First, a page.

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Norway’s Equinor (NYSE: EQNR) reported on Thursday better-than-forecast earnings for the fourth quarter, as the start-up of the massive Johan Sverdrup oilfield partially offset lower oil and gas prices.
Similarly to other oil majors, Equinor’s profit in Q4 declined from a year earlier, but the drop was less than a consensus estimate had expected.
Equinor reported adjusted earnings at $3.55 billion for the fourth quarter, down from $4.39 billion for the same period in 2018, but higher than the $3.37-billion consensus of 25 equity analysts whose input Equinor had collected.
The October start-up of the North Sea oilfield Johan Sverdrup, which currently produces 350,000 bpd, boosted Equinor’s production to a record high in Q4, the Norwegian giant said today.
“We expect the entire phase 1 investment to be paid back already by the end of this year, less than 15 months after the first well was put in production,” Equinor’s president and CEO Eldar Sætre said, commenting on the Johan Sverdrup development.
Alongside its Q4 and full-year results, Equinor updated the market on its goals going forward and unveiled a plan to significantly cut emissions, not only from its oil and gas production, but also from the products it sells, joining other majors such as Shell, which has set short-term targets for reducing the net carbon footprint of the energy products it sells.
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Equinor expects around 7-percent production growth this year and average annual production growth of around 3 percent from 2019 to 2026.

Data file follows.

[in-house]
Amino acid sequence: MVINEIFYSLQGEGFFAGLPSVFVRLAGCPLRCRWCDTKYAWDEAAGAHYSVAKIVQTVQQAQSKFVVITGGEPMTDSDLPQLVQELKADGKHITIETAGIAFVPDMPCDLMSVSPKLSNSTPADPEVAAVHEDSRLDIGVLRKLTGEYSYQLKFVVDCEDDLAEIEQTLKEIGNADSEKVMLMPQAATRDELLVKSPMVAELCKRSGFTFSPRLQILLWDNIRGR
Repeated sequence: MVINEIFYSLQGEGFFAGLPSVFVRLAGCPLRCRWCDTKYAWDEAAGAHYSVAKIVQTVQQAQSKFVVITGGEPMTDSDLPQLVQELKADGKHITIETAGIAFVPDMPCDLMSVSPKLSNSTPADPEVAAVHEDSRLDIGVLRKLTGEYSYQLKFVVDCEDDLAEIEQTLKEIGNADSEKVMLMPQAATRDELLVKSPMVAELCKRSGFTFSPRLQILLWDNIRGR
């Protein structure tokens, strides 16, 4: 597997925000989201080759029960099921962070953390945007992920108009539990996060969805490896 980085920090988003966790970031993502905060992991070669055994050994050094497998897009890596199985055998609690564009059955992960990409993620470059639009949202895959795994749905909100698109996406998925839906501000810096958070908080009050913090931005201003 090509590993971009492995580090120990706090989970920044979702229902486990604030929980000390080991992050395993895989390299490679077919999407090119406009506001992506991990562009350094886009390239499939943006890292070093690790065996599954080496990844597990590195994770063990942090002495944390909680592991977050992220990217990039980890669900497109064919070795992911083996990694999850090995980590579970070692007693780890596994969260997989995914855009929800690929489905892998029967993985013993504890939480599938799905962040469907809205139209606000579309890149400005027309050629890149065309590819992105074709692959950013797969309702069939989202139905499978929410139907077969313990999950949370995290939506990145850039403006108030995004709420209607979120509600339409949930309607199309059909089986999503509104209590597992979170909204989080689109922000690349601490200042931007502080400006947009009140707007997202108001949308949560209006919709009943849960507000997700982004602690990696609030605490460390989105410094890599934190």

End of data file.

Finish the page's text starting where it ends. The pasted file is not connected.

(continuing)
In its plan to cut carbon intensity, Equinor looks to reduce the net carbon intensity, from initial production to final consumption, of energy produced by at least 50 percent by 2050. The firm—which dropped Statoil as its name aiming to be associated more with a ‘broad energy company’—also plans to grow profitably within its renewables business and become a global offshore wind major. Equinor targets to grow its renewable energy capacity tenfold by 2026, when it expects production capacity from renewable projects of 4 GW to 6 GW. By 2035, Equinor expects to further boost its installed renewables capacity, to 12 GW-16 GW.
“We are developing as a broad energy company, leveraging the strong synergies between oil, gas, renewables, CCUS and hydrogen,” Sætre said.
By Tsvetana Paraskova for Oilprice.com
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Tsvetana is a writer for Oilprice.com with over a decade of experience writing for news outlets such as iNVEZZ and SeeNews.